I lived briefly in Mexico as a teenager and have been back many times, although not recently. I’ve also visited Peru, Colombia, Nicaragua, Cost Rica, Venezuela, and Spain.

It’s pretty obvious none of these countries resemble one another beyond a shared language — and even then, not really! I learned to be very careful with local idioms; the verb “coger” can mean quite different things!

I want to see — demand to see — a much much smarter parsing of what it really means to live and work and pay taxes and vote in the United States as someone of Latino or Hispanic heritage.

18 thoughts on “There’s no “Latino” vote

  1. Jan Jasper

    That’s shocking that a senior NYT colleague actually said “A preppy Mexican!” to Jose’s face. I hope that was 30 years ago, not that it would be OK even then. But not surprising, back then.

  2. Even just In NYC, no intelligent politician should elide Dominicans, Puerto Ricans, and more recently Mexicans. Is intelligent politician too often an oxymoron?
    Stunning photo, btw.

  3. Caitlin, I’m wording this comment very carefully so as not to be misconstrued.

    Democrats are criticized for not putting in enough of an effort to win over Latino voters in states like Florida during the 2020 race. Well, y’know what? Making an effort works both ways. A small percentage of Hispanic America does not speak English. Why not? When I moved to France, I had to learn French for economic survival. It was sink or swim. I learned the language late in life, and basically taught myself to become fluent.

    Secondly, about many of those voters being genuinely afraid of socialism, and Trump exploiting those fears by saying “Socialism is the mainstream of the Biden campaign, but we will never have a socialist country”? It’s not true, of course. But those Hispanic/Latino voters didn’t look it up, didn’t research, didn’t go onto Biden’s website – WHICH OFFERS A SPANISH-LANGUAGE VERSION!! – and details his proposals, his vision and his extensive policy platform. Nowhere does it say that he supports a socialist agenda. Instead, they just took Trump’s words at face value and voted for him.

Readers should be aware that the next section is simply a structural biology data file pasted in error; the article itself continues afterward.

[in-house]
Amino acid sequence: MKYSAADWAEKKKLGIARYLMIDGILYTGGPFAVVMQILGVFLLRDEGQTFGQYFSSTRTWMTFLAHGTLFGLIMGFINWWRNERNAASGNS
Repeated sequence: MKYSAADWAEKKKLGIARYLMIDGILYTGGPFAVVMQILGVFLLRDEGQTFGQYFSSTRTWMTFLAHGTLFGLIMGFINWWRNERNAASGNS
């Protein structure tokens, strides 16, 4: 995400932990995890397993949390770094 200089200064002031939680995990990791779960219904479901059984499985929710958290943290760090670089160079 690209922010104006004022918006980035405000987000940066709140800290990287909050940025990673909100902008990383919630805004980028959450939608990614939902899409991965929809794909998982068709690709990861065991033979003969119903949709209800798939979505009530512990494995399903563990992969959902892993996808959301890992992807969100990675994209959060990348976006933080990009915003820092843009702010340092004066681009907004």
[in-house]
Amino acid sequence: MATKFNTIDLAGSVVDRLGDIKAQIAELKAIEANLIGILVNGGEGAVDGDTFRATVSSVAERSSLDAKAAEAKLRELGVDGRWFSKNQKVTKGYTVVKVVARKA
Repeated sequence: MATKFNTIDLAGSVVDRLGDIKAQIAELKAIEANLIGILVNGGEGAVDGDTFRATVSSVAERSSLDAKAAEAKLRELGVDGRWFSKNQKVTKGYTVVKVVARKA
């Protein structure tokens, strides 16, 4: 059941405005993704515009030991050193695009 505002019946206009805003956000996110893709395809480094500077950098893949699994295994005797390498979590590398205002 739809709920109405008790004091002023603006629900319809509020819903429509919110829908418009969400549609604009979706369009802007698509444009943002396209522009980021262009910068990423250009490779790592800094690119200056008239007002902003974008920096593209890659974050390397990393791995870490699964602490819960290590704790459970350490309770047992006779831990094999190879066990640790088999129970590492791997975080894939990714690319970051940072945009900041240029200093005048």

That Isvett Verde opinion piece in The New York Times received over a thousand comments. Two of them were –

    “It’s fine to vote for your interests, but at least learn what you are voting about.”

    “This re-enforces to me that we live in a country where a large percentage of the population practices wilful ignorance. I’m talking about all ethnic groups. To equate Biden with the type of government under Castro or the old Soviet Union is total nonsense. There is an abundance of evidence world wide and in this country as to what a partnership of socialism and capitalism looks like. It requires a little critical thinking, observation, and a desire to educate oneself.”

    I totally agree.

    You wrote – “I want to see — demand to see — a much much smarter parsing of what it really means to live and work and pay taxes and vote in the United States as someone of Latino or Hispanic heritage.”

    As a non-French person living, working and paying (a lot) of taxes in France, I say “I want to see a much smarter participation – and deeper assimilation – of foreigners/expats/immigrants as they live, work, pay taxes and vote in their host countries.”